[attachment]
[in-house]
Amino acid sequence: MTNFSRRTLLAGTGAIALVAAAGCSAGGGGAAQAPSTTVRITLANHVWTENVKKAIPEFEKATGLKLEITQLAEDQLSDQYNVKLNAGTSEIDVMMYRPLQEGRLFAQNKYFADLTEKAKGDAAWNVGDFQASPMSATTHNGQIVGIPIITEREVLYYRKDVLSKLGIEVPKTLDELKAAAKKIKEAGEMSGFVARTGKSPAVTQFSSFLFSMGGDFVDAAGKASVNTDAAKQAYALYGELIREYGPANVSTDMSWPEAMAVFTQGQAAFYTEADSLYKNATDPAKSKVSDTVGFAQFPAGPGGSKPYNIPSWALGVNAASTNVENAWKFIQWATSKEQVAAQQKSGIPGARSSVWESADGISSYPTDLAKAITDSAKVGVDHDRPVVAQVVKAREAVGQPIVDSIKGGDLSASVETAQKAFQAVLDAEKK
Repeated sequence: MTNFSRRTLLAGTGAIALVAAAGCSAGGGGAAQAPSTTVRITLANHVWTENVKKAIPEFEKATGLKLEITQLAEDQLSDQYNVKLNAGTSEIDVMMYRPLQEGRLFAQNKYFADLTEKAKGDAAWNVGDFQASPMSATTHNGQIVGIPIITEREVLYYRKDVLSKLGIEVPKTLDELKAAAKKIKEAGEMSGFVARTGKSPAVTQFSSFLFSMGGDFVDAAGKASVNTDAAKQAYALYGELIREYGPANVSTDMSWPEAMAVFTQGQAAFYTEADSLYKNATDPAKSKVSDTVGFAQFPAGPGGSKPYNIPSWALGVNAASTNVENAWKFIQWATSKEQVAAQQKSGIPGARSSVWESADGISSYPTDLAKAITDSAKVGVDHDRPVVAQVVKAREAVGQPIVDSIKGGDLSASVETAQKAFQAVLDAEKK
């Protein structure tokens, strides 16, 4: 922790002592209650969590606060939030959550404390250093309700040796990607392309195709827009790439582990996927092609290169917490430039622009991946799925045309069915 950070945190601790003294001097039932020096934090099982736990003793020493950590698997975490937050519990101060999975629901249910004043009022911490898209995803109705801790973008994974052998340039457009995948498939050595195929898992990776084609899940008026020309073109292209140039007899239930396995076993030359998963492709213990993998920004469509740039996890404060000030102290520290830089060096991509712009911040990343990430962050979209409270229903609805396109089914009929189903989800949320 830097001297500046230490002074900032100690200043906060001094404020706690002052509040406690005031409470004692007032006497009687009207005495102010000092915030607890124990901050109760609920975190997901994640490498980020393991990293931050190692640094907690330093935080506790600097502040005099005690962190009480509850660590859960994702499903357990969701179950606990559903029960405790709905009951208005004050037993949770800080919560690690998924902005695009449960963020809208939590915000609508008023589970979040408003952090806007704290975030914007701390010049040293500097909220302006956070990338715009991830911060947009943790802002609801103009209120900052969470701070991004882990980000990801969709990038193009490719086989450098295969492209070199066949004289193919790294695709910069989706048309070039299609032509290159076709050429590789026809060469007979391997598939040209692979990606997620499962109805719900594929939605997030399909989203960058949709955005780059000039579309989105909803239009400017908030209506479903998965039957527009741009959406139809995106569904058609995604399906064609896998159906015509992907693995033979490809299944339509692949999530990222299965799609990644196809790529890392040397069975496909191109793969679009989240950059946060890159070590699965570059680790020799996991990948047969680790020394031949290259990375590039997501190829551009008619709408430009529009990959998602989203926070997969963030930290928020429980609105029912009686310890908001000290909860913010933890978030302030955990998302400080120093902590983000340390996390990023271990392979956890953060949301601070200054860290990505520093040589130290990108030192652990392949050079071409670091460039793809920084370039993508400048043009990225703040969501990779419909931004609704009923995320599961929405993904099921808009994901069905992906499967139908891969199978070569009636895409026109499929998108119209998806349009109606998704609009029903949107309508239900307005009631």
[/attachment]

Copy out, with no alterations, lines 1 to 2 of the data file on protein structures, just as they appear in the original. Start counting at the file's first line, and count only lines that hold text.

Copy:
[in-house]
Amino acid sequence: MTNFSRRTLLAGTGAIALVAAAGCSAGGGGAAQAPSTTVRITLANHVWTENVKKAIPEFEKATGLKLEITQLAEDQLSDQYNVKLNAGTSEIDVMMYRPLQEGRLFAQNKYFADLTEKAKGDAAWNVGDFQASPMSATTHNGQIVGIPIITEREVLYYRKDVLSKLGIEVPKTLDELKAAAKKIKEAGEMSGFVARTGKSPAVTQFSSFLFSMGGDFVDAAGKASVNTDAAKQAYALYGELIREYGPANVSTDMSWPEAMAVFTQGQAAFYTEADSLYKNATDPAKSKVSDTVGFAQFPAGPGGSKPYNIPSWALGVNAASTNVENAWKFIQWATSKEQVAAQQKSGIPGARSSVWESADGISSYPTDLAKAITDSAKVGVDHDRPVVAQVVKAREAVGQPIVDSIKGGDLSASVETAQKAFQAVLDAEKK